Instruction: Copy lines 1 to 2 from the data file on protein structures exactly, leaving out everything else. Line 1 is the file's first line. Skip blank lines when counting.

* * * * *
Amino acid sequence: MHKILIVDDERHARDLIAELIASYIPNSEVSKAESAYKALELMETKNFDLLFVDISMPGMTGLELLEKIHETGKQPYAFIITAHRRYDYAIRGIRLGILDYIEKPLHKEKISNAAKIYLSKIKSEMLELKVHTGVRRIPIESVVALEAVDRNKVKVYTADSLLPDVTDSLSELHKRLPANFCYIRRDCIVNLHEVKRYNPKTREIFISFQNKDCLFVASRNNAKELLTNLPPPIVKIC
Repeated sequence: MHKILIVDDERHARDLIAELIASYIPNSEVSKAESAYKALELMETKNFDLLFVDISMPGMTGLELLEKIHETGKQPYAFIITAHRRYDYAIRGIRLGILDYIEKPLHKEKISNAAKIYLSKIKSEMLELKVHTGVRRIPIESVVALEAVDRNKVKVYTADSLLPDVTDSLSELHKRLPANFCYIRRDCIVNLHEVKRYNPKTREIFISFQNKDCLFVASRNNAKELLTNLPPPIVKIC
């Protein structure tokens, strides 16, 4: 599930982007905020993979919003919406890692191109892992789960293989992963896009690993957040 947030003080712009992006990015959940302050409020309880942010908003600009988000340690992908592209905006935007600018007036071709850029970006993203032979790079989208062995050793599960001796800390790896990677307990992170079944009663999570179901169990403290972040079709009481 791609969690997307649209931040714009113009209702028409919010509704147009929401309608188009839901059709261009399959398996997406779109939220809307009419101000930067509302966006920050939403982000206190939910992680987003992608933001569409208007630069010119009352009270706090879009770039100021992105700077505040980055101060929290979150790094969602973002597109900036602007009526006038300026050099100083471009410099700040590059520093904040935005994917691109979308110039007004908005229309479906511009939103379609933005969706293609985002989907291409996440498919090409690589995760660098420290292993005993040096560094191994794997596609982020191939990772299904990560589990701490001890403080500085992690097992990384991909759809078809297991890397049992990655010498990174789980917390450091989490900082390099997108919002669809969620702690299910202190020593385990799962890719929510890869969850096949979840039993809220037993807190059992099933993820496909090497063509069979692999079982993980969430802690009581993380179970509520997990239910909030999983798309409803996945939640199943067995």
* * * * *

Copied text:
Amino acid sequence: MHKILIVDDERHARDLIAELIASYIPNSEVSKAESAYKALELMETKNFDLLFVDISMPGMTGLELLEKIHETGKQPYAFIITAHRRYDYAIRGIRLGILDYIEKPLHKEKISNAAKIYLSKIKSEMLELKVHTGVRRIPIESVVALEAVDRNKVKVYTADSLLPDVTDSLSELHKRLPANFCYIRRDCIVNLHEVKRYNPKTREIFISFQNKDCLFVASRNNAKELLTNLPPPIVKIC
Repeated sequence: MHKILIVDDERHARDLIAELIASYIPNSEVSKAESAYKALELMETKNFDLLFVDISMPGMTGLELLEKIHETGKQPYAFIITAHRRYDYAIRGIRLGILDYIEKPLHKEKISNAAKIYLSKIKSEMLELKVHTGVRRIPIESVVALEAVDRNKVKVYTADSLLPDVTDSLSELHKRLPANFCYIRRDCIVNLHEVKRYNPKTREIFISFQNKDCLFVASRNNAKELLTNLPPPIVKIC